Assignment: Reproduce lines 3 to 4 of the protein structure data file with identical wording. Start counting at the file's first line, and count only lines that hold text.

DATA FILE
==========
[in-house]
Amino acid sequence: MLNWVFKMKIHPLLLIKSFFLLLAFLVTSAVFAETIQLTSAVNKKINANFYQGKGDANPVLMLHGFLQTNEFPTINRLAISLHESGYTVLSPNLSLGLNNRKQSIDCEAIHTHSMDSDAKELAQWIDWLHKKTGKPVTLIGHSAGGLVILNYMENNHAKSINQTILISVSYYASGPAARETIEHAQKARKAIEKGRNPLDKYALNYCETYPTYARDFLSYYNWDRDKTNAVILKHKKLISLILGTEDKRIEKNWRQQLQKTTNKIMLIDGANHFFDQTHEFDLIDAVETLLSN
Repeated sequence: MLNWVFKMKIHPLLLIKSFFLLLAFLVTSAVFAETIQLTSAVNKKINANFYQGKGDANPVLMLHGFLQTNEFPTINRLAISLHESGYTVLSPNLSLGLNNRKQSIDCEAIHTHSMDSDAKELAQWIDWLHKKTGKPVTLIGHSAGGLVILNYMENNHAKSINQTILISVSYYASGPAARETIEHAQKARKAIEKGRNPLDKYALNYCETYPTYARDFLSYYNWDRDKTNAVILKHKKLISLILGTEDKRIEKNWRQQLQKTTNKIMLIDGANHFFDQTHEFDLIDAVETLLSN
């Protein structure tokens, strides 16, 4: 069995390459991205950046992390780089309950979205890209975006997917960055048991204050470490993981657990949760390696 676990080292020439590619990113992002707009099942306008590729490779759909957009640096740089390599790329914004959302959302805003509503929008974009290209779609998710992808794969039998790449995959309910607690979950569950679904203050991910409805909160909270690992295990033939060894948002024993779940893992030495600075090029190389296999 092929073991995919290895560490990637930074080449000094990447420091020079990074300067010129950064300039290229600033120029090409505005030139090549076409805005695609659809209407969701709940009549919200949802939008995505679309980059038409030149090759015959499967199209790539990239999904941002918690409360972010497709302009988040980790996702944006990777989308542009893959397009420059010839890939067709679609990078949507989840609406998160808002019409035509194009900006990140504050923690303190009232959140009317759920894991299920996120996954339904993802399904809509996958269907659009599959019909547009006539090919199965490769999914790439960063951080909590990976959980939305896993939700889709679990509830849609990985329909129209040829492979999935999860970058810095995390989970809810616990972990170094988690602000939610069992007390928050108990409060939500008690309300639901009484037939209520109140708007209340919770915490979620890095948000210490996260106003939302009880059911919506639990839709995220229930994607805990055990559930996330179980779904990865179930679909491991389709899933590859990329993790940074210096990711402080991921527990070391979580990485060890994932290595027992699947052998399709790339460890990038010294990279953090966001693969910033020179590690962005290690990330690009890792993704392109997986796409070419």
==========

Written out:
Repeated sequence: MLNWVFKMKIHPLLLIKSFFLLLAFLVTSAVFAETIQLTSAVNKKINANFYQGKGDANPVLMLHGFLQTNEFPTINRLAISLHESGYTVLSPNLSLGLNNRKQSIDCEAIHTHSMDSDAKELAQWIDWLHKKTGKPVTLIGHSAGGLVILNYMENNHAKSINQTILISVSYYASGPAARETIEHAQKARKAIEKGRNPLDKYALNYCETYPTYARDFLSYYNWDRDKTNAVILKHKKLISLILGTEDKRIEKNWRQQLQKTTNKIMLIDGANHFFDQTHEFDLIDAVETLLSN
């Protein structure tokens, strides 16, 4: 069995390459991205950046992390780089309950979205890209975006997917960055048991204050470490993981657990949760390696 676990080292020439590619990113992002707009099942306008590729490779759909957009640096740089390599790329914004959302959302805003509503929008974009290209779609998710992808794969039998790449995959309910607690979950569950679904203050991910409805909160909270690992295990033939060894948002024993779940893992030495600075090029190389296999 092929073991995919290895560490990637930074080449000094990447420091020079990074300067010129950064300039290229600033120029090409505005030139090549076409805005695609659809209407969701709940009549919200949802939008995505679309980059038409030149090759015959499967199209790539990239999904941002918690409360972010497709302009988040980790996702944006990777989308542009893959397009420059010839890939067709679609990078949507989840609406998160808002019409035509194009900006990140504050923690303190009232959140009317759920894991299920996120996954339904993802399904809509996958269907659009599959019909547009006539090919199965490769999914790439960063951080909590990976959980939305896993939700889709679990509830849609990985329909129209040829492979999935999860970058810095995390989970809810616990972990170094988690602000939610069992007390928050108990409060939500008690309300639901009484037939209520109140708007209340919770915490979620890095948000210490996260106003939302009880059911919506639990839709995220229930994607805990055990559930996330179980779904990865179930679909491991389709899933590859990329993790940074210096990711402080991921527990070391979580990485060890994932290595027992699947052998399709790339460890990038010294990279953090966001693969910033020179590690962005290690990330690009890792993704392109997986796409070419």